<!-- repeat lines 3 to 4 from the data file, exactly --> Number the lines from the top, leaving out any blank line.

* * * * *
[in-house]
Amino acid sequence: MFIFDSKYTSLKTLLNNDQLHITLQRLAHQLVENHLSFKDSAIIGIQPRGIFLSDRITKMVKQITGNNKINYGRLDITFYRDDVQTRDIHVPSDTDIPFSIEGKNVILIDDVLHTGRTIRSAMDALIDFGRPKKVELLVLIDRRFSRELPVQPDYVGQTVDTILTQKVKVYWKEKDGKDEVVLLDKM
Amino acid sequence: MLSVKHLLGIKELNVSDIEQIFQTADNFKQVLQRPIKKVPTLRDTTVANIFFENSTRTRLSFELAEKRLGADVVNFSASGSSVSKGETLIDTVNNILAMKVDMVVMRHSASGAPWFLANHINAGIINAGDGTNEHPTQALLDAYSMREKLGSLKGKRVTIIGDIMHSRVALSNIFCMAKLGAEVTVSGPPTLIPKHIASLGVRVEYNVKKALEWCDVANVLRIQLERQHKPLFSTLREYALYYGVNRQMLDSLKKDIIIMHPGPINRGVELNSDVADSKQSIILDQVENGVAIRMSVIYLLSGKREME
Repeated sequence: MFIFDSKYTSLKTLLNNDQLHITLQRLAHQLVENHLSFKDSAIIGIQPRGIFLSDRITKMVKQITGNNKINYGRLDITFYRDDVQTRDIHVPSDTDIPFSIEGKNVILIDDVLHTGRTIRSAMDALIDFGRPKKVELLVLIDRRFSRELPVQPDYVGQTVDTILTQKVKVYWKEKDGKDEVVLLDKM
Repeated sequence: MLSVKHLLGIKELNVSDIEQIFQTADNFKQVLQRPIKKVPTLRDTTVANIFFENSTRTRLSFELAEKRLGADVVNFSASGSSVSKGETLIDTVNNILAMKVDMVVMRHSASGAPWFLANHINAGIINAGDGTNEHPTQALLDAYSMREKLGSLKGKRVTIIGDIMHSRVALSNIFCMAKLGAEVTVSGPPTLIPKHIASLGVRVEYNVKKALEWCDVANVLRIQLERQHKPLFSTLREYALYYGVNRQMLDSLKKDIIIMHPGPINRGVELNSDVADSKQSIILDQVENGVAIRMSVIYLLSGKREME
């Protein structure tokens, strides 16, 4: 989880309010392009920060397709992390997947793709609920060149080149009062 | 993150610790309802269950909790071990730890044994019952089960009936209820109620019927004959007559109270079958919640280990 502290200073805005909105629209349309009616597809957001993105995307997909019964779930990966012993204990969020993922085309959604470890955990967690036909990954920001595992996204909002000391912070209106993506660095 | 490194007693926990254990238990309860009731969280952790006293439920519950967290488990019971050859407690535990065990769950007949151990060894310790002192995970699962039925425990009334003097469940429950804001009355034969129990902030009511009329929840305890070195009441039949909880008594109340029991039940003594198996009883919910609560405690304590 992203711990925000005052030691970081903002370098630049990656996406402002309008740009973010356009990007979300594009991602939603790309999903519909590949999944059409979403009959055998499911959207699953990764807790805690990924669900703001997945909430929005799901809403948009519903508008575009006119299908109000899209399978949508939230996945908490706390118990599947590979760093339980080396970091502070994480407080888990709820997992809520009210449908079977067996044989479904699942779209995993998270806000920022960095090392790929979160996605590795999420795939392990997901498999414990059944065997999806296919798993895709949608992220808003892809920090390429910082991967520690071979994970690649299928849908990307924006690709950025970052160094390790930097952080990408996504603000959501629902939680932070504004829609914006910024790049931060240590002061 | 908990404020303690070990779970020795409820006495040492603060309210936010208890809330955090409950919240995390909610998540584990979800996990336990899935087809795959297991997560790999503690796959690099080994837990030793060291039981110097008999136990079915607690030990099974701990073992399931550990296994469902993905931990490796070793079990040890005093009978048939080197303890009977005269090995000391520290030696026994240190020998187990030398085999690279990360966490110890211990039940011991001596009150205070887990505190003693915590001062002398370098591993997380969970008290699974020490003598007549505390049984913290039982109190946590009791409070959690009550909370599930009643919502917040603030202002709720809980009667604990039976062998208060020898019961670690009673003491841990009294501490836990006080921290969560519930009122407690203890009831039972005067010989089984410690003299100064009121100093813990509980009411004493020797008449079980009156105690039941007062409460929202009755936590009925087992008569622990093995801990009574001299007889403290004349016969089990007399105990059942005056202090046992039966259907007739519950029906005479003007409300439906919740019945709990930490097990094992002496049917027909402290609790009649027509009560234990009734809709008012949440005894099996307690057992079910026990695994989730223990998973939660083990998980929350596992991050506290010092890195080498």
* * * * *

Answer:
Amino acid sequence: MLSVKHLLGIKELNVSDIEQIFQTADNFKQVLQRPIKKVPTLRDTTVANIFFENSTRTRLSFELAEKRLGADVVNFSASGSSVSKGETLIDTVNNILAMKVDMVVMRHSASGAPWFLANHINAGIINAGDGTNEHPTQALLDAYSMREKLGSLKGKRVTIIGDIMHSRVALSNIFCMAKLGAEVTVSGPPTLIPKHIASLGVRVEYNVKKALEWCDVANVLRIQLERQHKPLFSTLREYALYYGVNRQMLDSLKKDIIIMHPGPINRGVELNSDVADSKQSIILDQVENGVAIRMSVIYLLSGKREME
Repeated sequence: MFIFDSKYTSLKTLLNNDQLHITLQRLAHQLVENHLSFKDSAIIGIQPRGIFLSDRITKMVKQITGNNKINYGRLDITFYRDDVQTRDIHVPSDTDIPFSIEGKNVILIDDVLHTGRTIRSAMDALIDFGRPKKVELLVLIDRRFSRELPVQPDYVGQTVDTILTQKVKVYWKEKDGKDEVVLLDKM